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Mega, still frozen out by PayPal, calls in lawyers

"Mega needs to defend itself and will now cease taking a passive stance," says the chief executive of the Kim Dotcom-founded file sharing site. Pressure from NetNames, a US denator, Visa and MasterCard has left it high and dry, without a payment

Fri, 13 Mar 2015

Mega chief executive Graham Gaylard is in London consulting lawyers about possible legal action of his site's payment processing crisis.

The Kim Dotcom-founded file sharing site has been unable to charge its paying subscribers since February 27 when payment processing company PayPal pulled the plug. Mega says PayPal stopped the service because of pressure from MasterCard and Visa, who had in turn been pressured by US Senator Patrick Leahy, who approached them on behalf of music and movie lobby group NetNames.

“Mega has been operating, and continues to operate a completely legitimate and transparent business. Unfortunately now, with the blatant, obvious, political pressure and industry lobbying against Mega, Mega needs to defend itself and will now cease taking a passive stance,” Mr Gaylard told TorrentFreak overnight.

The Mega chief executive did not say who the legal action would be aimed at.

But speaking to NBR this morning, Mega chief compliance officer Stephen Hall implied lobby group NetNames was the logical target.

"It is obvious that the harm has originated from the publication of the incorrect  and biased NetNames report. NetNames is apparently backed by MPAA [the Motion Picture Association of America, an old nemesis of Kim Dotcom, who founded Mega]," he says.

"PayPal terms of service allow it to decline service to any customer for any or no reason, so action against it would be unlikely," he says.

Late last year, the London-based NetNames named Mega as one of a group of "cyberlockers" it says facilitate music and movie piracy.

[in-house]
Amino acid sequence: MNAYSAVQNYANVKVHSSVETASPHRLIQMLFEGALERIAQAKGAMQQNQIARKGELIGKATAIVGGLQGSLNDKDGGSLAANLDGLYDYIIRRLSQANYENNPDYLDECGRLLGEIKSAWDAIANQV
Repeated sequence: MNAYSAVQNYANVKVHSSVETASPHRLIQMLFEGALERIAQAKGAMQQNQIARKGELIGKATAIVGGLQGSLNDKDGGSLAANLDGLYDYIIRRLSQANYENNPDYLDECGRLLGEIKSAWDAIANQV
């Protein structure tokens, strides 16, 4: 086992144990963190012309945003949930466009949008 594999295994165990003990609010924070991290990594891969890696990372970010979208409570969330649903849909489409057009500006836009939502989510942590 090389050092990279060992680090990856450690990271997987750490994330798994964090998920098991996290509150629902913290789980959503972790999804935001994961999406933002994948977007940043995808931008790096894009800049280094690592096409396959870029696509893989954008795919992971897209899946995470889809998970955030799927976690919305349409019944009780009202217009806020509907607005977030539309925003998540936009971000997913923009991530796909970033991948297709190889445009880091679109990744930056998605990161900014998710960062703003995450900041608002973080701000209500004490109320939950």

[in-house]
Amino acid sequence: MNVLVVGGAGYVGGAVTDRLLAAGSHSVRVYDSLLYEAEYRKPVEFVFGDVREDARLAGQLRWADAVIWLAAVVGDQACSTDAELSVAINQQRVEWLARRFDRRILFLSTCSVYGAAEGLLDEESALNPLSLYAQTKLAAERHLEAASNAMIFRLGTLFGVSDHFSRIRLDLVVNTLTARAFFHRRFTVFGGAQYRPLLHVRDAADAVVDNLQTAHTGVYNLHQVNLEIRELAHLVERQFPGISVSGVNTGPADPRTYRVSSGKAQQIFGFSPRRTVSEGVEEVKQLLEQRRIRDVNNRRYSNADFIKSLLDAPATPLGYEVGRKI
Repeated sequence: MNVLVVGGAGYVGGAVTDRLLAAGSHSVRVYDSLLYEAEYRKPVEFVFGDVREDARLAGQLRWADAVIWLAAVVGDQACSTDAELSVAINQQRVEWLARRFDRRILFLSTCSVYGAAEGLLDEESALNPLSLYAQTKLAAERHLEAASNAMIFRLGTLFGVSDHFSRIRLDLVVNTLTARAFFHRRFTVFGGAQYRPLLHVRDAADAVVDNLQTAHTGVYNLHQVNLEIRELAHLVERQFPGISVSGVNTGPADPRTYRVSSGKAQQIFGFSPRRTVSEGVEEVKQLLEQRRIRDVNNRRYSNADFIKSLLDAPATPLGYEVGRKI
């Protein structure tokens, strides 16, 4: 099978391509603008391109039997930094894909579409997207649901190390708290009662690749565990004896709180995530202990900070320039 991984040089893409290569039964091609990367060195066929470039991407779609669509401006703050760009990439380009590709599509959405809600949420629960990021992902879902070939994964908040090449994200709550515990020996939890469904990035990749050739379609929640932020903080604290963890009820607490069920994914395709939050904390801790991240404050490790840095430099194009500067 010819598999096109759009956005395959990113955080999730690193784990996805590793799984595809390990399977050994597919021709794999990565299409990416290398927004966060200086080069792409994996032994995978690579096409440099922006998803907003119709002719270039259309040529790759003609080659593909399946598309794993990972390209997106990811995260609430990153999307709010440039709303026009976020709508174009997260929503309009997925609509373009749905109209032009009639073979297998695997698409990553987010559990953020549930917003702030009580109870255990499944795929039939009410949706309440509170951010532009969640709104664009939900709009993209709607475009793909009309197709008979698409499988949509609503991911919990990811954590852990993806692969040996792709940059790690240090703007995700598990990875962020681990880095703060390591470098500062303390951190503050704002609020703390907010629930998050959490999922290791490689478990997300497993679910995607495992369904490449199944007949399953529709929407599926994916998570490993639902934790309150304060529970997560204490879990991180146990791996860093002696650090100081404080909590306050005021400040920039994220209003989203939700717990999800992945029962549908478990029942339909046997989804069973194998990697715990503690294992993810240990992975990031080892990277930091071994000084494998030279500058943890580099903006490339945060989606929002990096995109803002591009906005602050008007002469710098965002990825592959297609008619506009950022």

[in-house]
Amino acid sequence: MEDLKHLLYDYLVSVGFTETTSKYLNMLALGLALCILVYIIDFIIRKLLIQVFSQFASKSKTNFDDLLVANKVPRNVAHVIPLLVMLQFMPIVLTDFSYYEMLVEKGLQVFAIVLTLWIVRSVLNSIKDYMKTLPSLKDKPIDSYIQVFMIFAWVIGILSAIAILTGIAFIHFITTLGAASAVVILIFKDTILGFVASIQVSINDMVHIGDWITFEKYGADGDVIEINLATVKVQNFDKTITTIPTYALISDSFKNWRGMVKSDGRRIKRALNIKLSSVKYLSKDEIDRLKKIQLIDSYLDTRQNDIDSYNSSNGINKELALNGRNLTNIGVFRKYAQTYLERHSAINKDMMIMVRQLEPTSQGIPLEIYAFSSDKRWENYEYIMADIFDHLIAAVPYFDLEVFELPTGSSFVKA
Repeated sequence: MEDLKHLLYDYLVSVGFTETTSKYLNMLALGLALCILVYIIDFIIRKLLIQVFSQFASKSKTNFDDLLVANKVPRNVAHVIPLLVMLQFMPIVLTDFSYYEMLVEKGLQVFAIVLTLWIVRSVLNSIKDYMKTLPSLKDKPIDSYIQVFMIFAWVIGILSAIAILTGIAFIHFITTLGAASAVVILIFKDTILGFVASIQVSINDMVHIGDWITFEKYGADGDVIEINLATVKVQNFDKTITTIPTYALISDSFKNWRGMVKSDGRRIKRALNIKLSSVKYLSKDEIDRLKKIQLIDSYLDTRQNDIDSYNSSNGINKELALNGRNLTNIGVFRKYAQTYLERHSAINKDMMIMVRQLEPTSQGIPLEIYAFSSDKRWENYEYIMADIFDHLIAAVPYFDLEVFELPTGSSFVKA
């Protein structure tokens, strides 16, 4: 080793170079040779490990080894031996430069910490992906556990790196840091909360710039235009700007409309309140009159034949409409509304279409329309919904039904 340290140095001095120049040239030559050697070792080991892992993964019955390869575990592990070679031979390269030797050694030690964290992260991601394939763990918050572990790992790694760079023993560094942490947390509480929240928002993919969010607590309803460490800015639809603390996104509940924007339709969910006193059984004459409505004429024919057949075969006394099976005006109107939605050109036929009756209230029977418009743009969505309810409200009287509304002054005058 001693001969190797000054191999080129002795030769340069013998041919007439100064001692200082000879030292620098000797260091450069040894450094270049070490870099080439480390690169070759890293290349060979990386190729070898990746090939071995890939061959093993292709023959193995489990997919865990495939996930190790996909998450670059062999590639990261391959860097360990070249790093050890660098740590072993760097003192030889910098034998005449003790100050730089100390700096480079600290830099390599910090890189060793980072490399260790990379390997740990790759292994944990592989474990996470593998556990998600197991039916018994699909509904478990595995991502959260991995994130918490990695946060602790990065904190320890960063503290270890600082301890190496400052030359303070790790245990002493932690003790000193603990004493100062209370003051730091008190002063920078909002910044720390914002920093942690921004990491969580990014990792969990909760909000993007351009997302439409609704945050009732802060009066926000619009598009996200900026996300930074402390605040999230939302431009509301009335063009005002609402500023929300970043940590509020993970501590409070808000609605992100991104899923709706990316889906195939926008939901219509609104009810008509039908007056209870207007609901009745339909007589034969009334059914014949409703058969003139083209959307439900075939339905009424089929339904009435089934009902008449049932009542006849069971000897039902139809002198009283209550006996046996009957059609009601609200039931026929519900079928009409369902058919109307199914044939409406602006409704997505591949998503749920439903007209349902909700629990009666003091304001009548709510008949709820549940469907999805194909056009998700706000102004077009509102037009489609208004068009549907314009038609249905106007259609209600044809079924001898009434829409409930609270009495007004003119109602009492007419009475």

NetNames then lobbied Patrick Leahy, a Democrat who represents Vermont in the US Senate and serves as a ranking member on its Judiciary Committee (Hall notes Leahy has received campaign donations from several Hollywood studios).

Senator Leahy in turn pressured MasterCard and Visa, Mr Hall says.

And the credit card companies in turn leaned on PayPal to stop processing payments for Mega, which it did on February 27.

MasterCard and Visa declined to comment. Senator Leahy's office sent copies of his letters to the chief executives of Visa and MasterCard, which urges their companies not to do business with the "cyberlockers" identified by NetNames which, he alleges, "exist to unlawfully store and disseminate infringing files around the world." 

Mega does promote its customer-controlled encryption as a point of difference with rivals, but denies this privacy or secrecy feature (depending on your point of view) encourages copyright infringement (read more on the debate over how it sits with New Zealand's Telecommunications Interception Capability and Security Act in NBR's earlier story here. Short story: NBR thinks it could well cause problems for Mega).

Hall says Mega is in compliance with US and New Zealand law, and in fact does more than rival services to remove pirated files from its site.

He says Mega has several PayPal alternatives lined up but won't name them, or say whether they support Visa and MasterCard payments.

After a series of push-backs, Mega's reverse listing on the NZX is currently scheduled to make place by March 31.

Hall, who would not name the London law firm consulted by Mega, says the current situation is not a crisis for his company because it is in growth mode and emphasising its free service over its paid products. But there's a gap between being a startup with little revenue and simply having no means to process revenue. Mega will want to close it.

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Mega, still frozen out by PayPal, calls in lawyers